And out of the ground the LORD God formed every beast of the field, and every fowl of the air; and brought them unto the man to see what he would call them; and whatsoever the man would call every living creature, that was to be the name thereof. (Genesis 2:19)
Human beings are great organizers. As far back as written history goes, people have named and classified what they observe. In fact, it forms the basis for modern science. Linnaean classification, based on observation of traits, predates modern cladistic and genomic classification of organisms, based on arguably more fundamental characteristics.
The same is true of human disease. Hippocrates was a great observer of human disease and correctly described many conditions in ways easily recognizable to modern doctors. Today, where we know causes of disease, classification has become more precise. For example, we may divide diseases into those caused by bacteria, viruses, genetic defects, etc. When we don’t know the cause of a disease, we still rely on observation. We have various syndromes such as lupus where we do not know the cause, and must fall back on description. This is especially true of psychiatric diseases, where causes are largely unknown, but identifiable patterns of thought and behavior exist.
It is of course most desirable to be able to describe a disease and know its cause, but being able to name less “concrete” disorders is also helpful. It allows researchers to identify cases and test interventions. Even though lupus does not have one easily identifiable cause, we can describe it well enough to study treatments, thereby helping design treatments.
This all leads up to a larger epistemologic question: what is a disease?
I bring this up because I got spammed by my favorite internet doc, Joseph Mercola. The email contained an article from his website written by some other crank. In the title, he asks, “How many of these ridiculous ‘disorders’ do you suffer from?” The premise is a familiar one, dealing in a rather unsophisticated way with the issue of “medicalization” of “normal” states. This is a “real” issue, and is discussed often in such areas as Attention Deficit/Hyperactivity Disorder in children, especially in relation to treating kids with medication.
To decide what is “disease” we also have to know what is “normal”, as disease can reasonably be defined as “a significant deviation from normal that causes discomfort, shortens life, or both.” A blue mood causes discomfort. But how “blue” do you have to be before it is significantly abnormal? Operational definitions have been developed to deal with this problem. There is inherent arbitrariness in this process. What is it about two weeks of severely depressed mood that is different from one week or three weeks? For diseases where the underlying physical mechanism is unclear, rational consensus is usually reached by experts.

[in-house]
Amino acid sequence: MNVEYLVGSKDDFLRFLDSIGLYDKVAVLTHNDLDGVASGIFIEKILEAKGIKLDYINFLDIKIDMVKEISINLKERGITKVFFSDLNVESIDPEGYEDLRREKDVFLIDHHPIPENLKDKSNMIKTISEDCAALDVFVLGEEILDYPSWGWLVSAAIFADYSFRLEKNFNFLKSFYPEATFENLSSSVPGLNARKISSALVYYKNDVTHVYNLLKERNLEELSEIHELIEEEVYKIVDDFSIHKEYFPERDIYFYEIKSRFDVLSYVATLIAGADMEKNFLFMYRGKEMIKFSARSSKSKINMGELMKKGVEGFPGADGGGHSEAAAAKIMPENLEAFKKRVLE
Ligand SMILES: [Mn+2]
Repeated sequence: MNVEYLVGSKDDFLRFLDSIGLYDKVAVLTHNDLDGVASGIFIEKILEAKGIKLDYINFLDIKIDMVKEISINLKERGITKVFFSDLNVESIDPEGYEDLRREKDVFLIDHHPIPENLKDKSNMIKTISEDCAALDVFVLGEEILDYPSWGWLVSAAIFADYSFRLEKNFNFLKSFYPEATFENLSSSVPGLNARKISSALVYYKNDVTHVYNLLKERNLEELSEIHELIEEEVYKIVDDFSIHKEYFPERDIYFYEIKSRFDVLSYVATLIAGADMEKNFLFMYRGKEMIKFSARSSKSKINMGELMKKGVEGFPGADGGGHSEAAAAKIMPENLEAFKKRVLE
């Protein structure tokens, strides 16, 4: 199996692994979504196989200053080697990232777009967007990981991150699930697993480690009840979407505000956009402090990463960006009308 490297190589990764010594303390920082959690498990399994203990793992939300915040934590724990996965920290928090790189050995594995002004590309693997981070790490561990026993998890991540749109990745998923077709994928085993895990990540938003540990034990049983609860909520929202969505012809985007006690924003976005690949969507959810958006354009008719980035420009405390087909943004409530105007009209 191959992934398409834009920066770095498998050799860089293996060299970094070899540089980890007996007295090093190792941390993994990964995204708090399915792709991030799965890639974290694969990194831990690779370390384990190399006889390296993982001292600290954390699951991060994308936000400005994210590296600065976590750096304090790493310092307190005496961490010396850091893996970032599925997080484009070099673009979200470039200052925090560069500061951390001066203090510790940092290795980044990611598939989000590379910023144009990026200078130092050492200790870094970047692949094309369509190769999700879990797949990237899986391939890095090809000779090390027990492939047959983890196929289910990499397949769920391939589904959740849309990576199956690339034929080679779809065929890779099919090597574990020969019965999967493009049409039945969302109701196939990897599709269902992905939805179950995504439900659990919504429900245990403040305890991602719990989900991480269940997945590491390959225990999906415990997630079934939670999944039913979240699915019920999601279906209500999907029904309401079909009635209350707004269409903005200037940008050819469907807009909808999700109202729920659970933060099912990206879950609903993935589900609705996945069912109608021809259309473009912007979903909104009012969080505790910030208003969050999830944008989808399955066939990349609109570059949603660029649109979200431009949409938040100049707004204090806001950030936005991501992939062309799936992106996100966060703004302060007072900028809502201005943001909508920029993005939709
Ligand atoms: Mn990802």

So where does the crankery come in? Right about here. Cranks, denialists, and conspiracy theorists shove the crowbar of ignorance into the interstices of our medical knowledge. Into this artificially widened gap, they place their paranoid ideas. This crank follows the usual pattern of decrying “big Pharma” but does it particularly poorly:
Do you have difficulty sleeping after drinking coffee? The problem isn’t a product of your poor judgment in guzzling java immediately before retiring. You are a victim of 292.89 — Caffeine-Induced Sleep Disorder F15.8. If you reflect on your shyness while tossing and turning, the problem could be the epidemic of 300.23 — Social Phobia F40.1. Don’t worry. Drug treatment is available.
What a “friggiot”1. When teaching about and evaluating sleep disorders, for instance, it is helpful to have a framework on which to set the relevant knowledge. For sleep one could divide disorders into medication-induced, circadian rhythm disturbances, mood disorders, improper sleep hygiene, sleep-related breathing disorders, sleep-related movement disorders, etc. If you don’t have framework such as this (and I made it up—this one isn’t from “the book”) then you have no way of organizing, communicating, and using knowledge. When a patient complains of sleep problems, he doesn’t usually say, “I can’t sleep well because I drink coffee at bedtime.” He usually says he can’t sleep well, and the doctor, using her knowledge of sleep disorders, asks questions and examines the patient, formulates a hypothesis, and tests it. It’s called science.
I won’t bother going through the rest of his article, because the same reasoning applies. More ignorance is rarely the answer to a problem. One of the great successes of human intelligence is the ability to describe and name. Even the authors of the Bible knew this well enough to include it “in the beginning”.